BANGOR — For the City Council, it was one of the most difficult issues of 1996 — and it’s back.
A council workshop on targeted residential picketing will be held at 6 p.m. Tuesday on the third floor of City Hall.
After the council passed an ordinance prohibiting such picketing, pro-lifers Terence Hughes of Orono and Ronald Stauble of Unity tested it on Labor Day 1996 and were tried in 3rd District Court for violating the ordinance.
Justice Susan Calkins, sitting in District Court during the trial, found in favor of the defendants on the grounds that the ordinance was unconstitutional, a decision Justice Margaret Kravchuk has upheld on appeal to Penobscot County Superior Court.
Now the City Council is in the process of deciding whether to try again to pass a new ordinance that could stand up in court.
The first measure came together during the summer of 1996 after lengthy public meetings whose speakers included not only pro-lifers but representatives of groups such as the National Organization of Women, the Mabel Wadsworth Women’s Health Center and CUReS — Communities United for Reproductive Safety.
Also taking part were some of those who didn’t like the picketing outside their homes — gynecologists who said they didn’t want their neighbors subjected to the signs and posters carried by picketers in protest of abortion.
As it turned out, the case which tested the ordinance didn’t involve a doctor’s home, but that of U.S. Rep. John Baldacci.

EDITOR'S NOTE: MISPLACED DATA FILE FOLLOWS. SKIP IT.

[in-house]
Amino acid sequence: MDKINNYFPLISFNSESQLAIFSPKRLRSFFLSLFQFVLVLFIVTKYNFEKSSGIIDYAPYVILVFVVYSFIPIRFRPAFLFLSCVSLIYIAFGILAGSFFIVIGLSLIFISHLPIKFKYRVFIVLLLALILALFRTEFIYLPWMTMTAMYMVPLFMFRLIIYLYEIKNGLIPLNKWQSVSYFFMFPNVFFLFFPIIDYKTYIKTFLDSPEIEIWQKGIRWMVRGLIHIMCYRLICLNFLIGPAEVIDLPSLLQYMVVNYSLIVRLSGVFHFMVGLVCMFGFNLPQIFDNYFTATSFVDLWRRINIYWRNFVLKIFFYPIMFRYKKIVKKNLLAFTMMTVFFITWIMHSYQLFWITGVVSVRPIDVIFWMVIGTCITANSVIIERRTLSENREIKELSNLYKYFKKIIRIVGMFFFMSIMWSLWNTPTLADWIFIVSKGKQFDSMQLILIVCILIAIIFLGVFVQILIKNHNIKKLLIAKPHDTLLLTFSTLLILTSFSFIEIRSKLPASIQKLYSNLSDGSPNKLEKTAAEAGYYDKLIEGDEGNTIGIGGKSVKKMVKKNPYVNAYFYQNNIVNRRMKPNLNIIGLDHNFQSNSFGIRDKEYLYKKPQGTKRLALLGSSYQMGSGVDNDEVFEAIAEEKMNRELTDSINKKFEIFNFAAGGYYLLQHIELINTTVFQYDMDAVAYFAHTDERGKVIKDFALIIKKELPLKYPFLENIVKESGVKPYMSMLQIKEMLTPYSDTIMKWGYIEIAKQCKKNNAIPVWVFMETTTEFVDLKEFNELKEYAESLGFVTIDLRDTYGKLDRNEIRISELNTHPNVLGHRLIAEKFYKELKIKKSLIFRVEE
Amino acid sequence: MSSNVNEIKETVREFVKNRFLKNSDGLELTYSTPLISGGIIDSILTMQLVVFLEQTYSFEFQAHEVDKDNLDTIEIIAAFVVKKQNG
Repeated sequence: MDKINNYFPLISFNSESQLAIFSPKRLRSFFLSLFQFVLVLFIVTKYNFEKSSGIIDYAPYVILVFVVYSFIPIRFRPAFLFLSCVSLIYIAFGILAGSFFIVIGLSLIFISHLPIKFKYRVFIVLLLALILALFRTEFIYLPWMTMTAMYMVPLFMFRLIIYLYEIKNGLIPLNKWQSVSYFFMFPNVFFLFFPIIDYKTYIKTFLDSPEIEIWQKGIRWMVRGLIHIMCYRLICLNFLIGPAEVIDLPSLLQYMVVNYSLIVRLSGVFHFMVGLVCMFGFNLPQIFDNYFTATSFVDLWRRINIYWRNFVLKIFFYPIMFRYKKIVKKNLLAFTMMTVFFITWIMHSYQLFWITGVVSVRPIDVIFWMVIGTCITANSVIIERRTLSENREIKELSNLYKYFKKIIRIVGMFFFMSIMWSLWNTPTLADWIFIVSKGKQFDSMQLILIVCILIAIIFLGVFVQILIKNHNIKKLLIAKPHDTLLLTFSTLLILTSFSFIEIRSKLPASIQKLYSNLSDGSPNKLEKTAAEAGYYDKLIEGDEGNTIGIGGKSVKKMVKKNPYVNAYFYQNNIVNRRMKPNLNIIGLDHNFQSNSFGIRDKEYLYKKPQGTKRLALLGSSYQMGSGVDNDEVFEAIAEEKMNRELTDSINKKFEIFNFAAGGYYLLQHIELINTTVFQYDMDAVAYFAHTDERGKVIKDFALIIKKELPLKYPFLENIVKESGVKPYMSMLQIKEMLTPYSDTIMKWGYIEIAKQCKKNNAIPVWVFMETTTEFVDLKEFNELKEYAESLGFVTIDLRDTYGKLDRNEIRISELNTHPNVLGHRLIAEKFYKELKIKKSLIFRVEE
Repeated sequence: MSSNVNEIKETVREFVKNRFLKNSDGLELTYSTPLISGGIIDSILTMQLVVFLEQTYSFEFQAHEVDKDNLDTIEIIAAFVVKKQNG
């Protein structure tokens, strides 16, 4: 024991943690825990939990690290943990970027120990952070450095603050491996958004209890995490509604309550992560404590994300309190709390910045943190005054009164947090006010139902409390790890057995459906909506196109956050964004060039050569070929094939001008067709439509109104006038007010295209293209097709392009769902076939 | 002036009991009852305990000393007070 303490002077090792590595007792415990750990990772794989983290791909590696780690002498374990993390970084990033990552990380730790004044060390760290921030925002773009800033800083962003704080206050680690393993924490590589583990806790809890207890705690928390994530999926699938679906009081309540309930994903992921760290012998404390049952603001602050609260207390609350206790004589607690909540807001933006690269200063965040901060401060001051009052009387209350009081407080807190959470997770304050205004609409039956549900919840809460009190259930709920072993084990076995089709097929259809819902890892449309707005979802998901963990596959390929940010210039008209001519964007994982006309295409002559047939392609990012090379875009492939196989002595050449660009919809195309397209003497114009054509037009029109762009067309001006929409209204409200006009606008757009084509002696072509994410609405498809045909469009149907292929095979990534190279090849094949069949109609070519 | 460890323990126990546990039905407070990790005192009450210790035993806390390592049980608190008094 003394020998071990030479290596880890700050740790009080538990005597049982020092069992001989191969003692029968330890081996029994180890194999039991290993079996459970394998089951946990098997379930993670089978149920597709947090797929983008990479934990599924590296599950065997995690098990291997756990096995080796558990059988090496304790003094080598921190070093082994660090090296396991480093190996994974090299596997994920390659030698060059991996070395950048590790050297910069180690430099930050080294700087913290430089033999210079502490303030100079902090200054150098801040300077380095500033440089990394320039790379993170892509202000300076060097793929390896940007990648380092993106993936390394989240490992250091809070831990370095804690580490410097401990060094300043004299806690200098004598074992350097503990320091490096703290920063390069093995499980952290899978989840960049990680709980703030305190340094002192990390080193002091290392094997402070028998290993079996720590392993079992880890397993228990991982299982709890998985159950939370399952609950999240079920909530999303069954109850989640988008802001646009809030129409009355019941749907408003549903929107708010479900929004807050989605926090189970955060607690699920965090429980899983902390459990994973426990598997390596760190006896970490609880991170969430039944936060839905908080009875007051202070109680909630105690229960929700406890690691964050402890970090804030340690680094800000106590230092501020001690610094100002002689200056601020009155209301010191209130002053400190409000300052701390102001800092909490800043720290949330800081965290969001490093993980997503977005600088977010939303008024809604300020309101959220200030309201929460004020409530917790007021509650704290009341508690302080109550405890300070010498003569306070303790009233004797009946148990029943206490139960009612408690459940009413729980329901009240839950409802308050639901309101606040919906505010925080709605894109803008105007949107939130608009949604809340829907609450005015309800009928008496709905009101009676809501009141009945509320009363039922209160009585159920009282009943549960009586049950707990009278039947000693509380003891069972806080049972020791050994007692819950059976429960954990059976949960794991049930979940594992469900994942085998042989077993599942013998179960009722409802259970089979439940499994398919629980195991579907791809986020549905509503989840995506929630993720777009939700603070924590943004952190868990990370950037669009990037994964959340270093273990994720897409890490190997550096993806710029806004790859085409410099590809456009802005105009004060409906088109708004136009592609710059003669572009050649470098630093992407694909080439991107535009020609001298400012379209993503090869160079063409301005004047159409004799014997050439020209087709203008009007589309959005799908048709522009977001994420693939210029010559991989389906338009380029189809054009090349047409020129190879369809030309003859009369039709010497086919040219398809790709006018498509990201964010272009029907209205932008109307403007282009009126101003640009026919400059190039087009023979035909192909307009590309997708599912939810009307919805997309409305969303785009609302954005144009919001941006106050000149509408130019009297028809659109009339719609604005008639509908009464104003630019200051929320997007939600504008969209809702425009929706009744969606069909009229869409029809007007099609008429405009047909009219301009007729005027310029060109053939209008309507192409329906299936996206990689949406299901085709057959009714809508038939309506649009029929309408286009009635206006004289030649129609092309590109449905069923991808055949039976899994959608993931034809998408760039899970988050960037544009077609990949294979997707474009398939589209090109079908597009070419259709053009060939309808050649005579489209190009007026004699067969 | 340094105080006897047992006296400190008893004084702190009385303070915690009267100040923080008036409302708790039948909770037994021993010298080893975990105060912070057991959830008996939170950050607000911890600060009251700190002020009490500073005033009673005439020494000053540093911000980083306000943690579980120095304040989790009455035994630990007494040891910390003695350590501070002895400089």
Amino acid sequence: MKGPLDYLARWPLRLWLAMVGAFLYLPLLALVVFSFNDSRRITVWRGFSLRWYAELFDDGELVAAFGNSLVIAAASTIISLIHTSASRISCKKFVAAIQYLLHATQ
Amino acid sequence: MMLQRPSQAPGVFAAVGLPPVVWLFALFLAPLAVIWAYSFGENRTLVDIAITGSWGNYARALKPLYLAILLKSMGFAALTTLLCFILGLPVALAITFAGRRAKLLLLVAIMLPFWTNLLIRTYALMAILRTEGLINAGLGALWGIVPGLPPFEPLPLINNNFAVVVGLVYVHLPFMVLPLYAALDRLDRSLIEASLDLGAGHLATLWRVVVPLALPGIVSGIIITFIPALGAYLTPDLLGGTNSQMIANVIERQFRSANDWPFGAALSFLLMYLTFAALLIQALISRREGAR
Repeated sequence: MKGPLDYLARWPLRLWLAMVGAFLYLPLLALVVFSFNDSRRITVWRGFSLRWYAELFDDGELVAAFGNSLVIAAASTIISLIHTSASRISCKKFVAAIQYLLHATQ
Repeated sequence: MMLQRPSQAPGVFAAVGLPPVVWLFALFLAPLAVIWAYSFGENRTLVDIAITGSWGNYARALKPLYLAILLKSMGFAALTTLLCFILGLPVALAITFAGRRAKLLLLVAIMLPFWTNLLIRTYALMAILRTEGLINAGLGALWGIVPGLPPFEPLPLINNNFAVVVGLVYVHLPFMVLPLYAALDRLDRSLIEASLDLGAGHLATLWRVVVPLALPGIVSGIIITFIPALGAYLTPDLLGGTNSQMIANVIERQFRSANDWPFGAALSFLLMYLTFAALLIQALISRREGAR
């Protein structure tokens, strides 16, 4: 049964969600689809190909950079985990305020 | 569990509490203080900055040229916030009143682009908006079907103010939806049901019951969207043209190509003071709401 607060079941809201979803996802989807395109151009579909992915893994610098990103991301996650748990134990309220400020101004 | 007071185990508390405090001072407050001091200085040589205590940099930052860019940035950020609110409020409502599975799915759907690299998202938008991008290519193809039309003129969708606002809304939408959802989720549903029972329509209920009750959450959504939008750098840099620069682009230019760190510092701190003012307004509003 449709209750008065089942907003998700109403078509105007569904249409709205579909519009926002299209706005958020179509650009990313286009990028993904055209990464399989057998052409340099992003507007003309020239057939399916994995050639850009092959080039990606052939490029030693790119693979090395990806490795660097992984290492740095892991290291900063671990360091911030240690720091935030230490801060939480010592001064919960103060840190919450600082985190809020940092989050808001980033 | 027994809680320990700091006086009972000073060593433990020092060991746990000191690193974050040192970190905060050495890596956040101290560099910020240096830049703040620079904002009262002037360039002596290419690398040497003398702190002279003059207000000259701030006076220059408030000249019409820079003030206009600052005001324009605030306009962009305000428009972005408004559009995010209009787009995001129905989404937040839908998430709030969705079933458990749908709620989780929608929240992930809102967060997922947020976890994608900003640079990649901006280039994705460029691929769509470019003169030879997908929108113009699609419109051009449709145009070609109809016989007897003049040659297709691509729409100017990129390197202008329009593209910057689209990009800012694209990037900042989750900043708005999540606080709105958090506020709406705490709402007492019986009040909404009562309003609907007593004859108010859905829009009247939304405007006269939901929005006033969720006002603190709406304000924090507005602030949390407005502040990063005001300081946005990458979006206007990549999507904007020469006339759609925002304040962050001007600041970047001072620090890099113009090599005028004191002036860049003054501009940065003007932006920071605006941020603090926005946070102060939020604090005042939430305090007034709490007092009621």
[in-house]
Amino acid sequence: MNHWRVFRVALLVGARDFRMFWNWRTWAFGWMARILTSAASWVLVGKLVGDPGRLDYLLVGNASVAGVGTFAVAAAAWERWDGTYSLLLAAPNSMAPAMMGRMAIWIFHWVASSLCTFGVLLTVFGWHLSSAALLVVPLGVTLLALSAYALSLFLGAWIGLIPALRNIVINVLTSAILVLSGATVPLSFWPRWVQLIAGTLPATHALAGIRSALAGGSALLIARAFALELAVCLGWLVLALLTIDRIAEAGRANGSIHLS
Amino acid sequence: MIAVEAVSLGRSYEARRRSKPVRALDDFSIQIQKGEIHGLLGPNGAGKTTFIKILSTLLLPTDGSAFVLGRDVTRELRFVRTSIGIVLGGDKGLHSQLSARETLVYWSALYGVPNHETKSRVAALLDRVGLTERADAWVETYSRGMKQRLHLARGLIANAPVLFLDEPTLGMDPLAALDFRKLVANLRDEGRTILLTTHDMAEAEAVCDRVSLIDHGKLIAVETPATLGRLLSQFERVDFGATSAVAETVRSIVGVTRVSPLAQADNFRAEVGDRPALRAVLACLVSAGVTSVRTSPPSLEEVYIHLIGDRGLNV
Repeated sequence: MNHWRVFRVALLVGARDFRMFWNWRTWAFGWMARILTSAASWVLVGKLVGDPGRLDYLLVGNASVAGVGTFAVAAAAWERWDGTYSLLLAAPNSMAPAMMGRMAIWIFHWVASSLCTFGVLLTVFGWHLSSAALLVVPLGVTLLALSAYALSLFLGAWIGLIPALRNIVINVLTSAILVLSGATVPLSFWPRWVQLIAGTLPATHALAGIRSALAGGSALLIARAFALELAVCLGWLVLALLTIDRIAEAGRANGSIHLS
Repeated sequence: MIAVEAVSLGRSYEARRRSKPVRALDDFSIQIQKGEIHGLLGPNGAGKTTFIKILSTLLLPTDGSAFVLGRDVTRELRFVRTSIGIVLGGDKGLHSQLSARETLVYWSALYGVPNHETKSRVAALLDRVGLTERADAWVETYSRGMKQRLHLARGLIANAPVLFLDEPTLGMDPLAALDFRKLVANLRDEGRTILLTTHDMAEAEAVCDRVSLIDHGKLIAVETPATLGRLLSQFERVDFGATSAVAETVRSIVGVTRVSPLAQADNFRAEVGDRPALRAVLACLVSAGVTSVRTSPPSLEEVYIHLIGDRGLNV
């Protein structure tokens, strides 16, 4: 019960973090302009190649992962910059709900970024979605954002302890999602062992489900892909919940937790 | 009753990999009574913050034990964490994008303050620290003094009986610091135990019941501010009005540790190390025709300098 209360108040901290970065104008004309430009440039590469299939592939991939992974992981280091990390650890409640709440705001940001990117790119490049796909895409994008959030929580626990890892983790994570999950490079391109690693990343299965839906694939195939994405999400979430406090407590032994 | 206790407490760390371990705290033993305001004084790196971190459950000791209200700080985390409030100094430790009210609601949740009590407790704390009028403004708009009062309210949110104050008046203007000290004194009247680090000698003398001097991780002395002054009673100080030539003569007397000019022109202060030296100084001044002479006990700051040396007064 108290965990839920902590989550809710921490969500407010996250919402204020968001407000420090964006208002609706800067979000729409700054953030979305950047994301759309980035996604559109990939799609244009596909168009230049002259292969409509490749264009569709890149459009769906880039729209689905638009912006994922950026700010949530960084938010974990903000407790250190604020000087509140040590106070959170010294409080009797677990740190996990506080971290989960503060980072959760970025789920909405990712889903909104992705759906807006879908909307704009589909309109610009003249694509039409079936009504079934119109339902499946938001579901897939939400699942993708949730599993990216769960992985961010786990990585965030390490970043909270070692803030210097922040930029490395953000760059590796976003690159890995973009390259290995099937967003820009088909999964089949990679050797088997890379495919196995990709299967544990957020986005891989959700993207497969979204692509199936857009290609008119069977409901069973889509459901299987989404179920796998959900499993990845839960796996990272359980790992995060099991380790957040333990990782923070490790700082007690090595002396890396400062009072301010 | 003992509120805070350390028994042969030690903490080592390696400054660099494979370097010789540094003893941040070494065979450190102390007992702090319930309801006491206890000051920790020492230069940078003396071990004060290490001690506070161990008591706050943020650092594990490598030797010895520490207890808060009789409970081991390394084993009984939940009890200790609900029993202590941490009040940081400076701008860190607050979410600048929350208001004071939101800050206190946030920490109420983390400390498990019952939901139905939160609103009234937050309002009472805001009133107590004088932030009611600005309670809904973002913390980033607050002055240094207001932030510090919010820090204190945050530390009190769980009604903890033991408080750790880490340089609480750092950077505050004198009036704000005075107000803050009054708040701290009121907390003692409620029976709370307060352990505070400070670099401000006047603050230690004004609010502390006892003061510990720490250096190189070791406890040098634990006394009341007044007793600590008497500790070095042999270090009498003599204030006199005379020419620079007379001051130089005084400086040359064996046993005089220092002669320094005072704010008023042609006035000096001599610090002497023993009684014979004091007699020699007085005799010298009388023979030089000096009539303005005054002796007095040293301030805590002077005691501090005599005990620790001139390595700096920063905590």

The Labor Day incident established the fact that it wasn’t only the abortion signs that would draw a summons from Bangor police. While Stauble carried a sign pointing out Baldacci’s vote on “partial-birth abortion,” Hughes’ sign said “Re-elect Baldacci.”
It’s not easy to define targeted residential picketing — in fact, the very definition of the activity was a major factor in the ordinance’s failure in court.
Describing targeted picketing as an activity directed at a particular residence or dwelling seemed to work, but in a new ordinance draft City Solicitor Erik Stumpfel has deleted several examples that were in the previous measure.
In the old ordinance, both justices faulted the 300-foot buffer zone established around the targeted residence, so Stumpfel has changed that to a 100-foot distance.
Stumpfel has prepared for councilors more than just his own document. Other materials they may consider include a similar measure which survived testing in the 8th Circuit Court of Appeals on the federal level.
He also has invited input from two attorneys who have been involved in the issue — Stephen Whiting, who has represented and advised Hughes, Stauble and other pro-lifers; and Philip Worden, who works with the Mabel Wadsworth Center and CUReS.
Stumpfel said Friday he had received written comments on the ordinance draft from Whiting in Portland.
If a new measure were passed, it could protect only the targeted residence and immediate neighbors. As Kravchuk pointed out in her decision, picketers targeting Baldacci, for example, could carry their signs in front of a campaign manager’s house, for instance, without being in violation of even a valid ordinance.